Mr Tirumurti also mentioned that India follows pluralism as it was recognised by the UAE and Egypt to promote fraternity on the International Day of Fraternity[2] . He defines Pluralism as “where every religion is respected, is a sine qua non of tolerance and harmony,”. However, what happened in India a few days prior is a stark contrast to the definition that he read out during the event.

“Till this is done, such international days will never achieve their objectives. There cannot be double standards on religiophobia,” stated the Ambassador. His remarks on how all religions must be treated equally to combat religiophobia are similar in nature to the “All Lives Matter” slogan created for the sole purpose of undermining the ‘Black Lives Matter movement. India needs to look back at itself to understand the definition of double standards as the country itself has become the epitome of the word by denying the extremist allegations while executing the same on minorities.[3] 

Regarding the statement given by Mr Tirumurti in the UN, Mahmooda, a Muslim citizen of India, living in Chennai said, “This is yet another flag of insignificance being pinned upon the Muslims”. This is a testament to the fact on how the government of India and the majority is still undermining and undervaluing the lives of Muslims who have made India their home for several decades now. 

“Fascism is always denied when it’s being perpetrated. Furthermore, there’s a convenient narrative orchestrated through different avenues to justify the hostility against the persecuted” remarked Aslam who is a 35 year old non-residential Indian living in the UAE.

Safura, a Muslim in her mid-20’s said that she understands that all religions must be considered equal in the religiophobia narrative and that “one cannot value one’s human life more than the other”, but it baffled her that Islam was left out of the conversation in an event that strives to fight against religiophobia despite the fact that Muslims are the most persecuted around the world. 

This makes us wonder if India believes that Muslims are the reason why religiophobia still exists and hence all the other religions must be saved from it? Unfortunately, the answer to this question can be provided by Mr Tirumurti alone.


All views expressed in this editorial are solely that of the author, and are not expressed on behalf of The Analyst, its affiliates, or staff.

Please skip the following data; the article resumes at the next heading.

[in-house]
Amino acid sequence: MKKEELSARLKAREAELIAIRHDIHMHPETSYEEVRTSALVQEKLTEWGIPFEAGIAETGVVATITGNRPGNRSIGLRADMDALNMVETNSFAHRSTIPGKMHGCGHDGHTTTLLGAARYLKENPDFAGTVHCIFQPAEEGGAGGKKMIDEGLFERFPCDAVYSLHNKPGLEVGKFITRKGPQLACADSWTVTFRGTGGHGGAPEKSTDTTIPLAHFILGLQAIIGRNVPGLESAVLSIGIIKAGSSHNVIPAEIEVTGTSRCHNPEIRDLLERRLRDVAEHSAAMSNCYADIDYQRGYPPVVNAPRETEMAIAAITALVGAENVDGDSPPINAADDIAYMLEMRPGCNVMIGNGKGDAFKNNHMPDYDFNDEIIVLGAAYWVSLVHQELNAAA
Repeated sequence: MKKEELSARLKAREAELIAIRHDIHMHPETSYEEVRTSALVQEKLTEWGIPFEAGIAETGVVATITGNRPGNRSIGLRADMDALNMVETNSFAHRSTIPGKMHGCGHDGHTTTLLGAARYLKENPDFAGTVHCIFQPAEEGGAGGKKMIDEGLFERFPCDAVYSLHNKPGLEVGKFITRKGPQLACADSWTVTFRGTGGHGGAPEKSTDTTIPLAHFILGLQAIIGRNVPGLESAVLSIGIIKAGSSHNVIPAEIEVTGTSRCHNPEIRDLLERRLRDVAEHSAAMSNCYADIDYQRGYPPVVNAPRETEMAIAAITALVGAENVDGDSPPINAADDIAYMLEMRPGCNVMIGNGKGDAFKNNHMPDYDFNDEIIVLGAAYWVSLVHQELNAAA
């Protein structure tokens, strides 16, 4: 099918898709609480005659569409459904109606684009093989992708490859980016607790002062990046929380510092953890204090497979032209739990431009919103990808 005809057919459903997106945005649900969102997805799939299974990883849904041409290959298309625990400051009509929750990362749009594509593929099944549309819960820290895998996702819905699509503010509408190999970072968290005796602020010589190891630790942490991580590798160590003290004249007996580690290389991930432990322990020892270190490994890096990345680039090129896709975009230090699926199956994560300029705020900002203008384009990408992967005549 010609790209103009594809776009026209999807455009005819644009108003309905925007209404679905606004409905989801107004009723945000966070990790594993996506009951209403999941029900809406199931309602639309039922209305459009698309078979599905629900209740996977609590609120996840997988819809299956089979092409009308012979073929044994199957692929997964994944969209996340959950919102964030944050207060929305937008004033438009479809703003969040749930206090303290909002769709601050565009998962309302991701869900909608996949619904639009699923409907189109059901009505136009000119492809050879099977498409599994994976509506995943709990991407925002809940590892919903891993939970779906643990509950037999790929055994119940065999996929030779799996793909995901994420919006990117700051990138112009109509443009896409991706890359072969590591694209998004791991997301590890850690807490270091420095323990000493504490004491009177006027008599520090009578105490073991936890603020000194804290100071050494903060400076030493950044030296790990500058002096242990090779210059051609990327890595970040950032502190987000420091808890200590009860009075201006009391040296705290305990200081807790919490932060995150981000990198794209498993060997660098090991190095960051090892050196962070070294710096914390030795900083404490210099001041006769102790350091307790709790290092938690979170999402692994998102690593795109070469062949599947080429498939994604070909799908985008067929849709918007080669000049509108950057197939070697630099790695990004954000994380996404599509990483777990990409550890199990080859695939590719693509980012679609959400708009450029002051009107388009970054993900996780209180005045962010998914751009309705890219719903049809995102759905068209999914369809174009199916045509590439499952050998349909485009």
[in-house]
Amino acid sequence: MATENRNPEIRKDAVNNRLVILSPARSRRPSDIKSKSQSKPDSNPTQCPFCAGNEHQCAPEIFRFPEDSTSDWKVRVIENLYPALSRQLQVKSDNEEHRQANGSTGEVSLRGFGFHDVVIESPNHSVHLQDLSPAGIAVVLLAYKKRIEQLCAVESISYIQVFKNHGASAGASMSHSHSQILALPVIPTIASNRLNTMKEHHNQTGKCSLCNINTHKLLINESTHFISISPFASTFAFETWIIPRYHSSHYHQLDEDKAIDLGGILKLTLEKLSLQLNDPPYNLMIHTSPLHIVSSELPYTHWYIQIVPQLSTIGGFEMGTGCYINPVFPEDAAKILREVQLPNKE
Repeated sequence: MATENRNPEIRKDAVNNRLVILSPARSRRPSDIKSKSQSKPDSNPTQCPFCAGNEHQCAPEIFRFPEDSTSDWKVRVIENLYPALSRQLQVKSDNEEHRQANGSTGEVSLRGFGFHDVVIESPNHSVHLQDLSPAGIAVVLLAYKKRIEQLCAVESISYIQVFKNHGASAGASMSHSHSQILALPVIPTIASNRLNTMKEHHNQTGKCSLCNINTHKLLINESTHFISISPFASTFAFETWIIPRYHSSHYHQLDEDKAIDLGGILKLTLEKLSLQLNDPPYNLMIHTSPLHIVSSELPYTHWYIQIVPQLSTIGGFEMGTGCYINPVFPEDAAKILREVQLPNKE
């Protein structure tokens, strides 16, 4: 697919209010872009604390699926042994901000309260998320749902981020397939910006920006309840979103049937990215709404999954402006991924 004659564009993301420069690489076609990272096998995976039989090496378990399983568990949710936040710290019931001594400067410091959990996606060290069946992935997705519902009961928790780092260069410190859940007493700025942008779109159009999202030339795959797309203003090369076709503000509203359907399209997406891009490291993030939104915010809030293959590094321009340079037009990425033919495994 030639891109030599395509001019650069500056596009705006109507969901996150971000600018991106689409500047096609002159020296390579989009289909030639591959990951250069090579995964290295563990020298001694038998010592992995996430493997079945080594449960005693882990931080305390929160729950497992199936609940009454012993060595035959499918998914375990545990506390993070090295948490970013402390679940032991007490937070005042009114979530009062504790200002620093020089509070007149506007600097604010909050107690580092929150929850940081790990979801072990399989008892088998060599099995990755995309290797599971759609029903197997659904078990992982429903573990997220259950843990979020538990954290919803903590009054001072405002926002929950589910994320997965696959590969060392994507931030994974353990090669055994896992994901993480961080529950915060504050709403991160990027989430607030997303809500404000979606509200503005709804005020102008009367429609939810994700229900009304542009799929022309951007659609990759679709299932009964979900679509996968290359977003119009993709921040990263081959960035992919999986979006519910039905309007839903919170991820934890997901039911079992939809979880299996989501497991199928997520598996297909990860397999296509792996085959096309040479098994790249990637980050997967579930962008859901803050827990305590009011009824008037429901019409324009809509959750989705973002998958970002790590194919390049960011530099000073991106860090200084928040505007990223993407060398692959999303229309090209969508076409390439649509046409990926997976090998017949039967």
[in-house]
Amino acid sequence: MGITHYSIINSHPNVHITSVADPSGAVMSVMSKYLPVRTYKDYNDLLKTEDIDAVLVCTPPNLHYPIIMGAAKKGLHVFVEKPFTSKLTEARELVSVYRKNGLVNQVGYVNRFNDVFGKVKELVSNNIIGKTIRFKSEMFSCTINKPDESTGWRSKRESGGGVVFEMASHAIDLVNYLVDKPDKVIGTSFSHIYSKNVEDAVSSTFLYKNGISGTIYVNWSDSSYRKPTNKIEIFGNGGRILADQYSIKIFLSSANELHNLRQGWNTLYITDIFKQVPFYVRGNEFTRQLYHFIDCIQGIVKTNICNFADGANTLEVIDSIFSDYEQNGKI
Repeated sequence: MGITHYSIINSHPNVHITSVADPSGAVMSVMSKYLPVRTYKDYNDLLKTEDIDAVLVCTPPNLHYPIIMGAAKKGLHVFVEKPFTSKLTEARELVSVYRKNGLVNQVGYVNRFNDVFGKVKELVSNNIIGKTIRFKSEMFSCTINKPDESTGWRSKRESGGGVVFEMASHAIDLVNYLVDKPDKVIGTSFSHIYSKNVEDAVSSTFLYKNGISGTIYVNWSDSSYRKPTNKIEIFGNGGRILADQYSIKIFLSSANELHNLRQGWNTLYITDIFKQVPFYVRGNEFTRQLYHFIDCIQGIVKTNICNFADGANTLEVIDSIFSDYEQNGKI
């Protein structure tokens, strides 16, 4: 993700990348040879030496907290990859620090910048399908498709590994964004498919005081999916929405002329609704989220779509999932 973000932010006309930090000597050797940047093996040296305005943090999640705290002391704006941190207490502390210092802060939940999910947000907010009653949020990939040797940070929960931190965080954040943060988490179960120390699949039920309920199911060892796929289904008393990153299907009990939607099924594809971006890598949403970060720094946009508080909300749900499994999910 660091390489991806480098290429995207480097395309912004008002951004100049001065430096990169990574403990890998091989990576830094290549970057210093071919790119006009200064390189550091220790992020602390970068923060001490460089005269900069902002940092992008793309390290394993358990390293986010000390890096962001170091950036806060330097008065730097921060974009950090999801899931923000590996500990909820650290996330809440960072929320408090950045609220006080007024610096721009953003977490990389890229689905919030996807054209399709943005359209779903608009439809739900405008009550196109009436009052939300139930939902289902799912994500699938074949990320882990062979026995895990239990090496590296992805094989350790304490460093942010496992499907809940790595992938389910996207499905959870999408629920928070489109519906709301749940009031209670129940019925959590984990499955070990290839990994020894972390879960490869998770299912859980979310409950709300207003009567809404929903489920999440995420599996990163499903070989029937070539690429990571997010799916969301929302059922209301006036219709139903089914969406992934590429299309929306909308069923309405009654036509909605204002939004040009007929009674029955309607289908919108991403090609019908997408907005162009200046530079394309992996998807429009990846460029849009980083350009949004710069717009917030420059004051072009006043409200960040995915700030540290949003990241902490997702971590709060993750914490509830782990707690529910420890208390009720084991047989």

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Trump Knew His Supporters Were Armed in Jan. 6 Capitol Riots

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  • Former White House aid, Cassidy Hutchinson, stated that former US President Donald Trump was aware that rioters were armed on January 6th, 2021 when they stormed the US Capitol, but he did not want to stop them.
  • Hutchinson worked as a top advisor to Mr Trump’s chief of staff, and testified at a hearing to a select House committee that was in charge of investigating the Jan 6th riot at the US Capitol.
  • Hutchinson recounted how Mr. Trump said that rioters were “not here to hurt me” and that security should “let them in.” She also stated that he lunged at the driver of the limousine in a rage when he was told he could not be taken to the Capitol.
  • Mr Trump denied several parts of Hutchinson’s testimony, stating, “I didn’t want or request that we make room for people with guns to watch my speech.”

All views expressed in this editorial are solely that of the author, and are not expressed on behalf of The Analyst, its affiliates, or staff.

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Fire During Colombia Prison Riot Kills 51

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  • A fire broke out in a Colombian prison during a riot, killing 51 inmates and injuring dozens. The fire was started by an inmate setting a mattress ablaze during the commotion and the flames spreading.
  • Colombian President Ivan Duque requested a “quick investigation to explain this terrible situation” and expressed his solidarity “to the families of the victims.”